Tingle Patent

We have a patent! Or more accurately, our patent application for Tingle was approved by the patent examiners but our attorneys thought they could do better so they refiled it as a "continuance" application to see if they could get even more IP coverage. The cool thing is, this is all public record! You can go to the US Patent office PAIR (Public Patent Application Information Retrieval) site right now and see all the communications between the patent examiner and our lawyers. Pretty cool. We are application 15/816,706. What does this mean for open source? No much, patents only apply to commercial usage (ie large scale manufacture practically speaking). If you want a device to help people outside of the hacker community a patent is essential - otherwise there is no way you will get investors to pay the hundreds of thousands of dollars (if not millions) necessary for large scale production of a medical device. No patent = no real world impact for a medical device. I am listed as sole inventor on the Tingle patent application, wrote the first (provisional) version of the patent application myself and have acted as technical adviser to our patent attorney throughout the process. Its been super interesting.

A Wearable Device Prototyping Platform based on Hacked Fitness/Activity Trackers

Note: although the Tingle is this project's primary focus for the Hackaday competition, open sourcing my use of hacked fitness trackers is of more practical value as far as posting documentation on Hackaday is concerned. For that reason I have retained most of this project's original focus on hacking fitness trackers.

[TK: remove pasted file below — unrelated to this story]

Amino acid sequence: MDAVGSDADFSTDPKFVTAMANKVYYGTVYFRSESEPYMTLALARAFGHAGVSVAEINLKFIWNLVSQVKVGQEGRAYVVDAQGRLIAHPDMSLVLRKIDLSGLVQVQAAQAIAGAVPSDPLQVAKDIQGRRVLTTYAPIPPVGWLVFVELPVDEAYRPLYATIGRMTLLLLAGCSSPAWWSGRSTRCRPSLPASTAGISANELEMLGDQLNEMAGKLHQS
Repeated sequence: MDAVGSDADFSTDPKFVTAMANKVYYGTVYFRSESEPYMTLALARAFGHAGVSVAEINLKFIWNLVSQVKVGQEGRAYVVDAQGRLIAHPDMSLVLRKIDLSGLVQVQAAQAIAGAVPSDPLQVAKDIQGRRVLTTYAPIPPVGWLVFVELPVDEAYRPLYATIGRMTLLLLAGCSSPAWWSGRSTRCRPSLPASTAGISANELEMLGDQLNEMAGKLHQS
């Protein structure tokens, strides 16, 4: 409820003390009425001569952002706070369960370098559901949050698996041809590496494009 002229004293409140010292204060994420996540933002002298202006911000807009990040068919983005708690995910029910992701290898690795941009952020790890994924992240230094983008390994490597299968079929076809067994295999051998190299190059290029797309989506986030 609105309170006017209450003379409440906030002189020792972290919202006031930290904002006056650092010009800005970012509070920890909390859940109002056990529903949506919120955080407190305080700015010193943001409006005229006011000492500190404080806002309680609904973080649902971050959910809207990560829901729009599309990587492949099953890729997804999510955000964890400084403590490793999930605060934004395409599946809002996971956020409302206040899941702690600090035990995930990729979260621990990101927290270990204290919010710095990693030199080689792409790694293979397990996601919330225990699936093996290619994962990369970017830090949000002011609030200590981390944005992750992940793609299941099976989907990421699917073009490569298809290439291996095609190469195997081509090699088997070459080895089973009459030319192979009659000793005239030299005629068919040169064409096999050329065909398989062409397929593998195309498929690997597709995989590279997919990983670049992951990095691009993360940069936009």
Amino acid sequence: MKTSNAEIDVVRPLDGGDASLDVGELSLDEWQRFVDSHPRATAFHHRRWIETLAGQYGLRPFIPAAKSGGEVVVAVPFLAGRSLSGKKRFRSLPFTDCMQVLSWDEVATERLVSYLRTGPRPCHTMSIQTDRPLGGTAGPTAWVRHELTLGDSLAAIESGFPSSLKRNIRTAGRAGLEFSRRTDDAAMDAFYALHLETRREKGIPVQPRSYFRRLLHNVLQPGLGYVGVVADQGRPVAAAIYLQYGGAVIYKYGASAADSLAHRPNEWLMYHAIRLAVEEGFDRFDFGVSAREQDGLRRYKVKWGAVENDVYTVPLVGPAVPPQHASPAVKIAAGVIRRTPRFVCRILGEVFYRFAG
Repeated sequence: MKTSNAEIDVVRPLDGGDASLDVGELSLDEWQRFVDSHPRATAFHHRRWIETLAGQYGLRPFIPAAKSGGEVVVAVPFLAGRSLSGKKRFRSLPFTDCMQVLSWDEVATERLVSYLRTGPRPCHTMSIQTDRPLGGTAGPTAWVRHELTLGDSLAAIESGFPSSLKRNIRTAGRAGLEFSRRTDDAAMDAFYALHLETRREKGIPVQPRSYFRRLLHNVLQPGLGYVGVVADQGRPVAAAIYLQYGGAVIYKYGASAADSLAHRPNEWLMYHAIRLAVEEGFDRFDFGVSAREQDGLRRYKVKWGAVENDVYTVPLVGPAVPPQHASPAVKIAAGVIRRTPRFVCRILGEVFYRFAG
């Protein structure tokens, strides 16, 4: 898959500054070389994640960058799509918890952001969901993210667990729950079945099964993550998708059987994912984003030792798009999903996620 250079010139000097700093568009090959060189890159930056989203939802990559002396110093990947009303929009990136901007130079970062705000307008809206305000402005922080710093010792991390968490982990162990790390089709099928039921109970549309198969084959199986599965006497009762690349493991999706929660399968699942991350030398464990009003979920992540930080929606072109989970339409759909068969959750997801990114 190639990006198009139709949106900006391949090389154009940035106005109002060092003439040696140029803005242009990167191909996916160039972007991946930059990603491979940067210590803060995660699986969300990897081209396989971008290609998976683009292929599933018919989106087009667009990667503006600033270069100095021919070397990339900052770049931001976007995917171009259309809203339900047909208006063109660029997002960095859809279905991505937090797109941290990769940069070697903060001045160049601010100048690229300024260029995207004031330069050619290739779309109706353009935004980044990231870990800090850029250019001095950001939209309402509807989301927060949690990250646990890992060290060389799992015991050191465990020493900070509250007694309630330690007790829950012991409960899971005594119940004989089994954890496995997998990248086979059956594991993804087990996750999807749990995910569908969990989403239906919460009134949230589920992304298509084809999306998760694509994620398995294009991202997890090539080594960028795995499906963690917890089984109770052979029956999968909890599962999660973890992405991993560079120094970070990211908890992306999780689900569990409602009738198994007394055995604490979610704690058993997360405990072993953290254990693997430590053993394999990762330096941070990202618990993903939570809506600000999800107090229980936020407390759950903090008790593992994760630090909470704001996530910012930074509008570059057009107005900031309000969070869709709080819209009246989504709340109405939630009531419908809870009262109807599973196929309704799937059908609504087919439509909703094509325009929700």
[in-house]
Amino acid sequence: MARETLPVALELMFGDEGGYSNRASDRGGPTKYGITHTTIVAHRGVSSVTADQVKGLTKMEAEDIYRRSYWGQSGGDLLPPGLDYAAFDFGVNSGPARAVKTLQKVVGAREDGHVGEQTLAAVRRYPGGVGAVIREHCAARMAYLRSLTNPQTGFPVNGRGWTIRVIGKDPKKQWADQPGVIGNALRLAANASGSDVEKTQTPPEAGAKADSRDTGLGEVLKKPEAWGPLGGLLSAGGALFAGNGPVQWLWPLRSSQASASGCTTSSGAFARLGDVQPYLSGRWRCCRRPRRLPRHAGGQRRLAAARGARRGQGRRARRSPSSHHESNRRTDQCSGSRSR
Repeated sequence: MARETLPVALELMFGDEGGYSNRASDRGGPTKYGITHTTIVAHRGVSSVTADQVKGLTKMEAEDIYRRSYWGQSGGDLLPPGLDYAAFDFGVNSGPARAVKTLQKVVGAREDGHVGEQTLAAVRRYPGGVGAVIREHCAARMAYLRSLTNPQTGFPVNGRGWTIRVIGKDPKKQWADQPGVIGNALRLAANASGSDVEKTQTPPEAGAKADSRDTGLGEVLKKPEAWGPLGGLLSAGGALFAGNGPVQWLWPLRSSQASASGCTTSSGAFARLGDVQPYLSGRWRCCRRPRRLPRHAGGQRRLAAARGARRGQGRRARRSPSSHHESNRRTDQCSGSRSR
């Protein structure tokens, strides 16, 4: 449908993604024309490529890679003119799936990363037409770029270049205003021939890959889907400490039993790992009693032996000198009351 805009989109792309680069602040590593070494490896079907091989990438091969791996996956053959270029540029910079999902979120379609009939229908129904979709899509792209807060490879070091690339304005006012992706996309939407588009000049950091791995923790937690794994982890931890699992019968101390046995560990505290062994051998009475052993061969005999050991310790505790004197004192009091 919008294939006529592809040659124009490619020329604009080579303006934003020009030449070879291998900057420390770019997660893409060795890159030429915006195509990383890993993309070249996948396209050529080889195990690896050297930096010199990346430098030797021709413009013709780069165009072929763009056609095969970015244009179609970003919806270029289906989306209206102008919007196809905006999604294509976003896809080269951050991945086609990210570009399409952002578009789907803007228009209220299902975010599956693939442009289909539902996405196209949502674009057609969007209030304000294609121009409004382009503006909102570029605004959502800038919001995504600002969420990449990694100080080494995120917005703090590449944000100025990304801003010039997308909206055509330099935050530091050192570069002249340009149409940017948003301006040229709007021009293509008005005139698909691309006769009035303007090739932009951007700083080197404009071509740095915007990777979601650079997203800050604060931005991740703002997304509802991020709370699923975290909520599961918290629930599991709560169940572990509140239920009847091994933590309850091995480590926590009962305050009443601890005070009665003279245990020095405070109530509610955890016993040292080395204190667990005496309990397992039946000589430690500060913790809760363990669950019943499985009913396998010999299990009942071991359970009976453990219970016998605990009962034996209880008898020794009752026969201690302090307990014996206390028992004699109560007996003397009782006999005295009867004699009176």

For the past two years I've been using hacked generic activity trackers as a rapid prototyping platform for wearable devices - primarily gesture recognition biofeedback and position tracking devices at the CMI MATTER Lab, a research institute focused on children's mental health.

My goal is to present generic nRF52832 and nRF51822 ARM Cortex activity trackers, in particular the X9 Pro, as a full fledged platform for prototyping low power devices accessible to anyone familiar with Arduino.

The $35 X9 Pro Activity Tracker is equivalent to ALL these Adafruit Products COMBINED:

TOTAL: $95.70   not including brushed steel enclosure, silicone strap and general miniaturization

Devices That Use This Platform (see Project Logs):

Tutorials and Example Code:

Neural Network Gesture Recognition with Web Bluetooth Tutorial

Stream sensor data from your hacked activity tracker into a web browser using the experimental HTML5 Web Bluetooth API. Sample data in different positions and train a neural network to distinguish position ie recognize gestures.

Got to the live site site HERE      GitHub Repository for live site HERE

This is a GitHub site so all you have to do is fork the GitHub repository and you can create your own version of this site in seconds. Customize and hack it! (info on Web Bluetooth)

X9 Pro Activity Tracker Components

X9 Pro Activity Tracker MCU Pinout

X9 Pro Activity Tracker Main PCB Composite Microscope Image

Stretch Goal #1 : Adding ECG and Audio to the Platform COMPLETED!!!

I have Nordic nRF52/nRF51 based activity trackers that incorporate ECG and audio! I haven't hacked them yet but if this project generates enough interest I will document a complete hack of both devices so they can be used as prototyping platforms.

But you don't have to wait for me, take a crack at hacking them yourselves:

M6 Smart Wristband/Bluetooth Headset Activity Tracker: LINK1 LINK2 LINK3

CK12 ECG Heart Rate Blood Pressure Activity Tracker: LINK1 LINK2 LINK3 + lots of microscope images in the project GitHub repository

GETTING INVOLVED WITH THIS PROJECT: I've received a couple requests to join this project. If you want to get involved and collaborate please fork the project GitHub repository ). If you hack additional devices I would love to add them to the project on GitHub. If you'd like to help with coding I've posted a couple issues to the repo I could use help with. I could post a ton more - I only have so much free time and there are many ways this project can be expanded.